Director Hiroaki Yura talks about the upcoming crowd-funded JRPG.
Until perhaps early last year, Japanese RPGs were facing a bit of a downtrend. Final Fantasy no longer commanded the same respect it once did, though the resulting decline took a few years to arrive. However, this hasn’t deterred some new developers like Creative Intelligence Arts Inc., made up of an all-star team of developers, artistes and designers who brought Project Phoenix to Kickstarter. Successfully funded within no time at all, earning 10 times as much as its original funding goal, Phoenix will look to usher in amazing story-telling, an original fantasy setting and compelling gameplay mechanics that were a hallmark of several RPG classics of the past.
GamingBolt recently had a chance to speak to director Hiroaki Yura about Project Phoenix, especially whether it would take advantage of PlayStation 4-specific features, its setting and his thoughts on the choice of PS Vita and PS4 for the game’s console release.
"Project Phoenix started as a humble Tower Defense game aimed at funding another game we have planned at the moment, however as our group grew in staffing, we started getting interest in “doing things to the best of our abilities”."
Ravi Sinha: Let’s get this out of the way: For being a squad based RTS JRPG, did you ever envision that Project Phoenix would have the level of success from its Kickstarter campaign that it did?
Hiroaki Yura: We’re as pleasantly surprised as most people are. Although we had had a few other Kickstarter projects that we looked towards as benchmarks, the reception that Project Phoenix received went beyond expectations. For that, we’d definitely like to thank all of our backers for making this vision a reality and we’ll be hard at work bringing Project Phoenix to life!
Ravi Sinha: How did the idea come about for Project Phoenix? How was Creative Intelligence Arts Inc. formed and how did you finally decide on Kickstarter as the primary mode for funding?
Hiroaki Yura: Project Phoenix started as a humble Tower Defense game aimed at funding another game we have planned at the moment, however as our group grew in staffing, we started getting interest in “doing things to the best of our abilities”. As we threw ideas around, I always loved RPGs and RTS and thought it’d be brilliant if we can put those two together.
CIA is a music company, it is being used as a company currently to host the Kickstarter service, however, we are planning to make a new game studio in the future before release. Kickstarter, well, we always had our aims for Kickstarter supporters since people who use the service often would probably love what we were thinking of, so it wasn’t a decision per say, it was one of earliest goals.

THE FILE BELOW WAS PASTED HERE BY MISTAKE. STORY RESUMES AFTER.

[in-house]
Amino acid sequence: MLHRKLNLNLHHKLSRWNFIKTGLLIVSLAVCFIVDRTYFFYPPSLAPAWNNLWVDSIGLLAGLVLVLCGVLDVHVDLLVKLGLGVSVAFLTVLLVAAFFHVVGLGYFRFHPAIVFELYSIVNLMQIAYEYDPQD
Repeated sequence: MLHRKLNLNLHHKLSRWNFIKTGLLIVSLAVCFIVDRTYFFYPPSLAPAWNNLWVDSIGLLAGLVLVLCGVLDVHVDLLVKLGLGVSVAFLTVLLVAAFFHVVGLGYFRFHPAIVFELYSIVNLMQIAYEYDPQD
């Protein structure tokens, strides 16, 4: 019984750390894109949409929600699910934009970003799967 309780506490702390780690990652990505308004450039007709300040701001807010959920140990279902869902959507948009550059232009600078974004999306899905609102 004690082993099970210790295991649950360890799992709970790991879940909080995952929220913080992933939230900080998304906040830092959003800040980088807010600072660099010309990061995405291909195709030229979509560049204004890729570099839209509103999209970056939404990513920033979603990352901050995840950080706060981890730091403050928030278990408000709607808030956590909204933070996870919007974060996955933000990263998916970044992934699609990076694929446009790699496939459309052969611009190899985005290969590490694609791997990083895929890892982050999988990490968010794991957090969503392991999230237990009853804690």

Ravi Sinha: Project Phoenix boasts an amazing level of professional talent. How did each team member bring their own level of expertise to the project in such a cohesive manner, despite some wildly varying backgrounds (with some having worked on titles such as Halo 4 and Crysis 3)?
Hiroaki Yura: In building the development team for Project Phoenix, my chief concern was that all of the pieces would fit together smoothly. I needed people who I knew had the skills I was looking for, who would be professional, and, most importantly good to work with. Because of that, many of the people on Project Phoenix are either personal friends of mine, people I’ve worked with before, or are friends of friends who are enthusiastic and passionate about games. Many of them are among the most respected people in their fields and are known for their ability to deliver solid work products.
"The game takes place on a world called Azuregard, which is a high-fantasy realm and is home to various human kingdoms as well as elves, dwarves, orcs, and other races which include those not native to the Western high fantasy tradition."
Ravi Sinha: You believe that Project Phoenix will bring back JRPGs to their roots but will also move forward along with the advancing technology. How are you planning to do that in Project Phoenix?
Hiroaki Yura: Though the idea of bringing JRPGs back to its roots in the face of advancing technology might seem to be at odds, it’s more easily understood if we stress aspects of JRPGs that have drawn people to the genre in the first place. By that, we mean game elements like compelling narratives, memorable characters, and an enjoyable, engaging combat system.
It’s the battle system that allows us to try new things and with technology moving forward, we now have the capability to add more environmental interactivity compared to many JRPGs that are out on the market. The result is that battles will become more dynamic without bogging the player down with too many options.
Ravi Sinha: Let’s talk about the story. What is the setting of Project Phoenix? How are you making sure that the story will play a pivotal role in making the game addictive?
Hiroaki Yura: The game takes place on a world called Azuregard, which is a high-fantasy realm and is home to various human kingdoms as well as elves, dwarves, orcs, and other races which include those not native to the Western high fantasy tradition. So even though the setting is solid, what will make Project Phoenix successful and engaging will be the way in which players can identify with the game’s cast of characters.
Yoko Enoki, our scenario writer, has been pivotal in this regard. The characters that she has created for Project Phoenix are down to earth, each with their own quirks. But they also possess the depth that will make them resonate strongly with gamers everywhere.
Ravi Sinha: The game features six playable characters. What kind of skills and special abilities will each of them have?
Hiroaki Yura: Without giving too much away you’ll have characters who function as the battering ram and are capable of creating strategic options like holes in walls to surprise enemies. There’s one character who’s a scout, which gives her good sight range, allowing her to spot enemies and help your team with ambushes. Other character classes that you can expect to see include Templars who are well-trained in both offense and defense, samurai, and stealthy ninja.